Bank Heists to Remember

The fourth bank robbery by the Man Hands Bandit - Thursday in Shoreline - probably earns him some sort of nod in the NW Haul of Fame. He's not too smart, a trait of memorable robbers who tend to call attention to themselves. And clearly MHB does, causing heads to swivel as he dons a woman's wig and saunters up to the counter, asking for money and dashing out. He's gotten some loot, a few moments of fame, and an AKA the FBI borrowed from Seinfeld. Next stop, showy courtroom trial.

In the field of bank robbery, single person, he becomes part of a special regional bank-job lore which includes, in the bank robbery-team category, the biggest U.S. bank heist ever. Exactly $4,461,481 was taken from Lakewood's then-Seafirst bank in 1997, a job pulled off by Billy Kirkpatrick and Ray Bowman, two Midwesterners who had already taken $3.5 million from almost 30 US banks. The Lakewood haul was so heavy, it was said, that their getaway car scraped bottom leaving the parking lot. They were later caught due to a series of screwups, such as when Kirkpatrick was stopped for speeding by a Nebraska state trooper who found $1.8 million in Billy's car trunk.

Among other notables who helped make Seattle a rival to LA as America's holdup capital were the Hollywood Bandit, handsome and flashy William Scurlock, who took $1 million from a Lake City bank in 1996, then killed himself after being cornered by the cops, and David Hensel, who scored $1 million in six early 90s holdups, taking the time during one of them to answer a phone and correctly give's the bank's operating hours. Johnny Williams Jr., known as The Shootist because he liked to fire bullets into bank ceilings, committed the longest string of bank robberies ever, going from Texas in 1986 to Washington in 1994 before he was arrested in a Bothell motel.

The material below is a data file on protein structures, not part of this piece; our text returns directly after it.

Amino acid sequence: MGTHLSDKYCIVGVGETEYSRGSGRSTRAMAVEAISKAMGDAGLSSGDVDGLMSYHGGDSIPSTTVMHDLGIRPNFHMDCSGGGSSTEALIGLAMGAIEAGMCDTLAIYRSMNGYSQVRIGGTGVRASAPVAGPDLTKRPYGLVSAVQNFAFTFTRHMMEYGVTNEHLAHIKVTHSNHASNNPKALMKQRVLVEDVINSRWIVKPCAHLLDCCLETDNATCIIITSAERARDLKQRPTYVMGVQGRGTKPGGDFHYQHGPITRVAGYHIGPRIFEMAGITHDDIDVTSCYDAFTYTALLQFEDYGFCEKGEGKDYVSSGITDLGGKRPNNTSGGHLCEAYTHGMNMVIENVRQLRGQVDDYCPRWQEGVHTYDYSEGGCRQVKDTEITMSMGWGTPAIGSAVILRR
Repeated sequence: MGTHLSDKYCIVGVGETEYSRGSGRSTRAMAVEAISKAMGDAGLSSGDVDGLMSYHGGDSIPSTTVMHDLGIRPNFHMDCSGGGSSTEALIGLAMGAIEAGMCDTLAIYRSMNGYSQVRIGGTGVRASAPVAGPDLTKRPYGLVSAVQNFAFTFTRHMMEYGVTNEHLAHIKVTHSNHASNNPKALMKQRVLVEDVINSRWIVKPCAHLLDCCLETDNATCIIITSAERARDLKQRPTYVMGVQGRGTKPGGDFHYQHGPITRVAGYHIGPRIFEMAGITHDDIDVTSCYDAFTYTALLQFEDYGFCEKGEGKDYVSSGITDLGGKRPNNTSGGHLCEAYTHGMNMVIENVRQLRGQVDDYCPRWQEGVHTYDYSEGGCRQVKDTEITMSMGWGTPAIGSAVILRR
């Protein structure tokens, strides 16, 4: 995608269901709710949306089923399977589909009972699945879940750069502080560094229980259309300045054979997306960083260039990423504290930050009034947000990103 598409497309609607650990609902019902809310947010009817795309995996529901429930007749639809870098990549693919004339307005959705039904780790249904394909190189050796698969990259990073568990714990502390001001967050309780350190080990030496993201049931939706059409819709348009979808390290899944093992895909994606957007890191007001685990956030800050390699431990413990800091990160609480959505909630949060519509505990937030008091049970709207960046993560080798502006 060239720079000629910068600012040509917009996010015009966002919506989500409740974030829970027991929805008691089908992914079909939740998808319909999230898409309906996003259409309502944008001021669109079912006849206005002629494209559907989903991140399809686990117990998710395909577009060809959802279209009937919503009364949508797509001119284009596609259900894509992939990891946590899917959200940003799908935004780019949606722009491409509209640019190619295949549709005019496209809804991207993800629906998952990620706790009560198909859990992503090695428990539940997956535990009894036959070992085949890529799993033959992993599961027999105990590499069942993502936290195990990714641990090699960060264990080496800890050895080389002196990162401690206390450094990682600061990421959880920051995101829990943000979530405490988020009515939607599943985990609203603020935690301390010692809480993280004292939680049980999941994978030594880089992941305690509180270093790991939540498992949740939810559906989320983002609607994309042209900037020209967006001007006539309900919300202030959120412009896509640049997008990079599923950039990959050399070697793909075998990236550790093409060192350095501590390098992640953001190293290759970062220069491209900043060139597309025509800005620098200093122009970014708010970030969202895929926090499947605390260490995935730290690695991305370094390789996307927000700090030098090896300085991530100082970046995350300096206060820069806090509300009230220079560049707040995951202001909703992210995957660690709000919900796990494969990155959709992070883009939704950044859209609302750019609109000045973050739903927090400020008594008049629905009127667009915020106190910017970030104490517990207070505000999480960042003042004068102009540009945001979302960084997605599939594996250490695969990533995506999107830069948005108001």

In comparison, Man Hands probably qualifies as a Haul underachiever, much like Anthony Battiste, a one-man crime wave who knocked over 22 Seattle-area banks in the early 90s but netted only $50,000. In that same fold is the 1963 Seattle bank robber who made off with $3,800 in a cab and tipped the driver only 15 cents - who then tipped the police (the robber turned out to be an ex-FBI agent). Included as well is the Seattle robber who wrote his holdup note on the back of his deposit slip - containing his name and address.

And speaking of notes, back in 1961, in what was something of a presage to a scene in the later Woody Allen movie "Take the Money and Run," a teller at the old Pacific First Federal Savings on Third Avenue became confused over a note handed her by a robber. (In the 1969 Allen movie, the teller asks "What does this mean: 'I have a gub?'" and an argument ensues). The Seattle teller asked others what the note said, and as they gathered about and debated, the cops arrived.

But it could have been worse. A year later, at another Third Avenue bank, a robber placed a $5 bill on the counter, asked for change, then pulled out a toy pistol and demanded money. The teller stalled, and the nervous robber grabbed at the change, getting $2 of it, then ran out. Swiftly arrested, and $3 lighter, he became the only known Seattle bank robber to be robbed by a bank.

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